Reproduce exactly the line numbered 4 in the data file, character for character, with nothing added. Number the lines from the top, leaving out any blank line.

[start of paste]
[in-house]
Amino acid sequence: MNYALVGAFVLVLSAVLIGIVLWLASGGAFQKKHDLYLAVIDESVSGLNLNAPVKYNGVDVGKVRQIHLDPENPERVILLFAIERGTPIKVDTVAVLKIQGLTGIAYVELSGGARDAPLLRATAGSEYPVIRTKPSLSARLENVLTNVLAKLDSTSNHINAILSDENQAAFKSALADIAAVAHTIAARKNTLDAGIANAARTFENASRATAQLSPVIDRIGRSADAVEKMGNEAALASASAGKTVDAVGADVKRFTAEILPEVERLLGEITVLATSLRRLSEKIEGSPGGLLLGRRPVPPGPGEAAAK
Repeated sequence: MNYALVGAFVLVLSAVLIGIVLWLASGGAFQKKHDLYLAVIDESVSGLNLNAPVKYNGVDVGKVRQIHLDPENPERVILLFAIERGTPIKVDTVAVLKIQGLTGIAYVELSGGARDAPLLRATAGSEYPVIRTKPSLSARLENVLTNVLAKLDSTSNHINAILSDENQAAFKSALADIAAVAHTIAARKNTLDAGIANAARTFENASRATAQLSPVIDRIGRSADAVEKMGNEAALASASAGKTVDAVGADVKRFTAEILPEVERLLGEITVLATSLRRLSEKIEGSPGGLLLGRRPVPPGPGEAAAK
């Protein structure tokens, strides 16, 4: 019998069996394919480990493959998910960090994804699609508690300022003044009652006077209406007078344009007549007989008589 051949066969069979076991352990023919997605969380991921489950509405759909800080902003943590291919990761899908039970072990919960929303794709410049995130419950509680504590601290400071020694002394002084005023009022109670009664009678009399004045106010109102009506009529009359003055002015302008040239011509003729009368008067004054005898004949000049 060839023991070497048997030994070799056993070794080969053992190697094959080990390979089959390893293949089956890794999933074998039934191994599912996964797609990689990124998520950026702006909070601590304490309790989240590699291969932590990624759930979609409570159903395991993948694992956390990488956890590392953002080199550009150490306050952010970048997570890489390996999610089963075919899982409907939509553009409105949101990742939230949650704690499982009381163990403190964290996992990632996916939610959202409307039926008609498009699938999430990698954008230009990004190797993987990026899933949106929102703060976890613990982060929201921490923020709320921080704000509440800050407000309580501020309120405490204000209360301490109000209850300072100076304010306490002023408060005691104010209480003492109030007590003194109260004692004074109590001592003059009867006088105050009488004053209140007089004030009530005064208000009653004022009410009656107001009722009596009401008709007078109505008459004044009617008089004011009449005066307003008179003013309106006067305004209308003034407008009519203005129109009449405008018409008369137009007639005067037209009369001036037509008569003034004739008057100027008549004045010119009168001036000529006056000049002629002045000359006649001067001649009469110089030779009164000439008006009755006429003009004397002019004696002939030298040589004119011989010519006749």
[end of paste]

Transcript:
């Protein structure tokens, strides 16, 4: 019998069996394919480990493959998910960090994804699609508690300022003044009652006077209406007078344009007549007989008589 051949066969069979076991352990023919997605969380991921489950509405759909800080902003943590291919990761899908039970072990919960929303794709410049995130419950509680504590601290400071020694002394002084005023009022109670009664009678009399004045106010109102009506009529009359003055002015302008040239011509003729009368008067004054005898004949000049 060839023991070497048997030994070799056993070794080969053992190697094959080990390979089959390893293949089956890794999933074998039934191994599912996964797609990689990124998520950026702006909070601590304490309790989240590699291969932590990624759930979609409570159903395991993948694992956390990488956890590392953002080199550009150490306050952010970048997570890489390996999610089963075919899982409907939509553009409105949101990742939230949650704690499982009381163990403190964290996992990632996916939610959202409307039926008609498009699938999430990698954008230009990004190797993987990026899933949106929102703060976890613990982060929201921490923020709320921080704000509440800050407000309580501020309120405490204000209360301490109000209850300072100076304010306490002023408060005691104010209480003492109030007590003194109260004692004074109590001592003059009867006088105050009488004053209140007089004030009530005064208000009653004022009410009656107001009722009596009401008709007078109505008459004044009617008089004011009449005066307003008179003013309106006067305004209308003034407008009519203005129109009449405008018409008369137009007639005067037209009369001036037509008569003034004739008057100027008549004045010119009168001036000529006056000049002629002045000359006649001067001649009469110089030779009164000439008006009755006429003009004397002019004696002939030298040589004119011989010519006749």